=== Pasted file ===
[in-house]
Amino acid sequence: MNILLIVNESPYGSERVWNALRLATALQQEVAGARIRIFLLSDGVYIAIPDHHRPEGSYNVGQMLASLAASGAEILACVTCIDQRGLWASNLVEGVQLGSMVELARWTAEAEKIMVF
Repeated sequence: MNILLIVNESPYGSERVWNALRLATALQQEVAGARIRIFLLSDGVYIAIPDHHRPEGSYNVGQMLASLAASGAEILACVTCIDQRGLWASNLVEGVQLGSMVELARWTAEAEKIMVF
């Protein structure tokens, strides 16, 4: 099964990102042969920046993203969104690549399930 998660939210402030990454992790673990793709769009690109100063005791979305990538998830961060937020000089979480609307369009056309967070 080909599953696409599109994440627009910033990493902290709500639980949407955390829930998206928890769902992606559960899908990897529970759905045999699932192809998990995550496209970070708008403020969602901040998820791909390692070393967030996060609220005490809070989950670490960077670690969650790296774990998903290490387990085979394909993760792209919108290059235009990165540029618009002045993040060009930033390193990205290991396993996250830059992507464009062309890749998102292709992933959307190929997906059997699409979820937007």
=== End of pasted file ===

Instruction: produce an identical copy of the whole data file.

[in-house]
Amino acid sequence: MNILLIVNESPYGSERVWNALRLATALQQEVAGARIRIFLLSDGVYIAIPDHHRPEGSYNVGQMLASLAASGAEILACVTCIDQRGLWASNLVEGVQLGSMVELARWTAEAEKIMVF
Repeated sequence: MNILLIVNESPYGSERVWNALRLATALQQEVAGARIRIFLLSDGVYIAIPDHHRPEGSYNVGQMLASLAASGAEILACVTCIDQRGLWASNLVEGVQLGSMVELARWTAEAEKIMVF
């Protein structure tokens, strides 16, 4: 099964990102042969920046993203969104690549399930 998660939210402030990454992790673990793709769009690109100063005791979305990538998830961060937020000089979480609307369009056309967070 080909599953696409599109994440627009910033990493902290709500639980949407955390829930998206928890769902992606559960899908990897529970759905045999699932192809998990995550496209970070708008403020969602901040998820791909390692070393967030996060609220005490809070989950670490960077670690969650790296774990998903290490387990085979394909993760792209919108290059235009990165540029618009002045993040060009930033390193990205290991396993996250830059992507464009062309890749998102292709992933959307190929997906059997699409979820937007």